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Neurospine > Volume 18(4); 2021 > Article
Kim: Looking for the Optimum Treatment of Thoracolumbar Spine Fractures
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The World Federation of Neurosurgical Societies (WFNS) Spine Committee has recently created several consensus meetings using Delphi method and has published new recommendations on specific spinal disorders, such as cervical spondylotic myelopathy, ossification of the posterior longitudinal ligament, lumbar spinal stenosis, cervical spine trauma, and spinal cord injury [1-5]. Though controversy still exists in the optimum treatment of the spinal disorders, a continued high-level research and better reporting of outcomes, however, is necessary to make an optimal management and to work toward more standardized treatments for various spinal disorders.
In the current special issue of the Neurospine, readers will find up-to-date recommendations of the WFNS Spine Committee for the thoracolumbar spine fractures. Six review articles have focused on the epidemiology, classification and radiological diagnosis, outcome factors, indications for nonsurgical treatment, surgical techniques, and posttraumatic kyphosis of the thoracolumbar spine fractures by performing a systemic literature search of the last 10 years, reporting evidence, and producing the recommendations of the WFNS Spine Committee through 2 consensus meetings.
The thoracolumbar spine represents the transitional zone from a rigid segment to a mobile segment, making it very vulnerable to traumatic lesions. Fractures of the thoracolumbar spine are the most frequently injured part of the spine, representing 90% of all spinal injuries, followed by cervical and lastly by lumbosacral spine [6-8]. The average annual incidence of thoracolumbar spine fractures was 30.4 per 100,000 inhabitants and the most frequent etiology was traffic accidents and fell from heights in a Swedish study [9]. Among patients younger than 60 years of age, the annual incidence was 13 per 100,000 and was twice as high in men as in women, the incidence, however, increased steeply with age and in patients 60 years or older, it was higher in women than in men. Lifelong disability following thoracolumbar spine fractures may produce a significant economic burden on relevant society and healthcare funding.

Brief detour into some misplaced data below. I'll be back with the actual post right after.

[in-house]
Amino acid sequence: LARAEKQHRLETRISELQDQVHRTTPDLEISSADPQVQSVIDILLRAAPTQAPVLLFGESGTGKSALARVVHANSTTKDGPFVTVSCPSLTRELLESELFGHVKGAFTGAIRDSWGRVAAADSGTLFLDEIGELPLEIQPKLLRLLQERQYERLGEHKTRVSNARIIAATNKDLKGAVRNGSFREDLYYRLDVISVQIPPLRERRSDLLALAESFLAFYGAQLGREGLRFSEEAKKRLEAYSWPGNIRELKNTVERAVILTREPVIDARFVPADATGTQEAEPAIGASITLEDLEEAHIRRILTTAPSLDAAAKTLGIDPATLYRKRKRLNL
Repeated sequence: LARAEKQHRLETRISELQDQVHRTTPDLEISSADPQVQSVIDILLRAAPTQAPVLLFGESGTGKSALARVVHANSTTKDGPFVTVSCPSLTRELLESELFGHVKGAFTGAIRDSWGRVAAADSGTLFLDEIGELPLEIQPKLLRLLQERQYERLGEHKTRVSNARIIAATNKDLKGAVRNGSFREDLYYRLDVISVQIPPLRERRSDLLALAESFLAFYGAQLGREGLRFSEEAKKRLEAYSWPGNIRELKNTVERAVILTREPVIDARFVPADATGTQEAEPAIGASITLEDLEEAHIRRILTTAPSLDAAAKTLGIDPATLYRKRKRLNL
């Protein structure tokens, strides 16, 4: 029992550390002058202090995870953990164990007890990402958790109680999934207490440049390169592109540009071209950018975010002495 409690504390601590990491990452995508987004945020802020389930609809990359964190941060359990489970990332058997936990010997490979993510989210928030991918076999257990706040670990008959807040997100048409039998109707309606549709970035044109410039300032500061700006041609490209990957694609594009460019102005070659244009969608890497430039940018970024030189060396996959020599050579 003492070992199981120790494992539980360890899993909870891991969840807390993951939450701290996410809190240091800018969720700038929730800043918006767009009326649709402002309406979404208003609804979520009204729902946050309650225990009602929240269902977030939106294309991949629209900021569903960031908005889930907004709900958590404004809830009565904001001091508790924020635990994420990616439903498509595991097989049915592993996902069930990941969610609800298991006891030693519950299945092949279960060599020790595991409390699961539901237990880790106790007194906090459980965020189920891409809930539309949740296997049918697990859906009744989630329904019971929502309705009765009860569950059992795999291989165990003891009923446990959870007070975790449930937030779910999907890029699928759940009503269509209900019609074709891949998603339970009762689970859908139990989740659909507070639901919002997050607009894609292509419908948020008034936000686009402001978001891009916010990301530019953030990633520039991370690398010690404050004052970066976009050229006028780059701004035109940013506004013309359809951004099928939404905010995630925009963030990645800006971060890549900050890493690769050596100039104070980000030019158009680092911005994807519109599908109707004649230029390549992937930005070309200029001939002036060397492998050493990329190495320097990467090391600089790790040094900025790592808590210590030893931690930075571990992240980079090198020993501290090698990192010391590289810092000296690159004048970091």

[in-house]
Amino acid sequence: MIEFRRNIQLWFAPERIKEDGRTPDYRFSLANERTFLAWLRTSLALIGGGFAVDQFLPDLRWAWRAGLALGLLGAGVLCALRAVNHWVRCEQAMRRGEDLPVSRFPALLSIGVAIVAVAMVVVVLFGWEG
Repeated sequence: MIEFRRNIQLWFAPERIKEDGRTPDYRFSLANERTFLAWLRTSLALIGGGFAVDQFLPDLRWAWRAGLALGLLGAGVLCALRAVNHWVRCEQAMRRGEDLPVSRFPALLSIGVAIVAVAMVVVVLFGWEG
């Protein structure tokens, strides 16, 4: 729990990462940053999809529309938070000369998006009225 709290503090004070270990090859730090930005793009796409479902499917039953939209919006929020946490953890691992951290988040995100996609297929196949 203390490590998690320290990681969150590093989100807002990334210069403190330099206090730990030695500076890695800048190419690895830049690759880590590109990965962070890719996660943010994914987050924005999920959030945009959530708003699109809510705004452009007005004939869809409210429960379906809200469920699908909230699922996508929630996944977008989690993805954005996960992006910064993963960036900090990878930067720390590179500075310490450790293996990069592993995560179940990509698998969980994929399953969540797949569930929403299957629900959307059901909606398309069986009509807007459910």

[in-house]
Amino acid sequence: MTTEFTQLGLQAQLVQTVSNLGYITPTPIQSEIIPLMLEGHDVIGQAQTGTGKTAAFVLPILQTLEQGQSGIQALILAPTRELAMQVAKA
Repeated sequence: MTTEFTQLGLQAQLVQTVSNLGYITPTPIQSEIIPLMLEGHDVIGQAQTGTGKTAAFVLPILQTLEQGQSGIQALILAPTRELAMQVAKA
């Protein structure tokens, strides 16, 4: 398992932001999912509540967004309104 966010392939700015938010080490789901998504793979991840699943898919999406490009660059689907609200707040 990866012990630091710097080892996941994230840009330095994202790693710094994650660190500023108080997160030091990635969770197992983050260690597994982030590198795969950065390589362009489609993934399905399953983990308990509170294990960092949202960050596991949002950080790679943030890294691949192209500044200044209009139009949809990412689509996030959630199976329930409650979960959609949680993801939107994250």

Despite tremendous improvements in spinal imaging and management techniques over the last several decades, there has been still a lack of consensus or no standard guidelines for indications of nonsurgical or surgical treatment, optimal surgical approach and technique, fusion levels, amount of kyphosis correction and factors affecting the clinical outcome of the thoracolumbar spine fractures.
I wish the recommendations of the WFNS Spine Committee in these 6 review articles will be quite helpful to readers in better understanding and improving their treatment strategy for the thoracolumbar spine fractures.
In the conclusion of this editorial, as one of the valued members of the WFNS Spine Committee, I’d like to cherish our friendship and proudly express my deep gratitude to all members of the Spine Committee for their outstanding collaboration and tremendous contributions to the committee and the outcomes.

CONFLICT OF INTEREST

The author has nothing to disclose.

REFERENCES

1. Costa F, Anania CD, Zileli M, et al. Lumbar spinal stenosis: introduction to the World Federation of Neurosurgical Societies (WFNS) Spine Committee Recommendations. World Neurosurg X 2020;7:100075.
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2. Kim SH. Finding a better way to manage cervical spine trauma and spinal cord injury. Neurospine 2020;17:708-9.
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3. Zileli M. Recommendations of WFNS Spine Committee. Neurospine 2019;16:383-5.
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5. Zileli M, Konovalov N, Sharif S. Cervical spine trauma and spinal cord injury recommendations of WFNS Spine Committee. Neurospine 2020;17:704-7.
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6. Cahueque M, Cobar A, Zuñiga C, et al. Management of burst fractures in the thoracolumbar spine. J Orthop 2016;13:278-81.
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7. Choi JI, Kim BJ, Ha SK, et al. Single-stage transpedicular vertebrectomy and expandable cage placement for treatment of unstable mid and lower lumbar burst fractures. Clin Spine Surg 2017;30:E257-64.
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8. Wang H, Zhang Y, Xiang Q, et al. Epidemiology of traumatic spinal fractures: experience from medical university-affiliated hospitals in Chongqing, China, 2001-2010. J Neurosurg Spine 2012;17:459-68.
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9. Jansson KA, Blomqvist P, Svedmark P, et al. Thoracolumbar vertebral fractures in Sweden: an analysis of 13,496 patients admitted to hospital. Eur J Epidemiol 2010;25:431-7.
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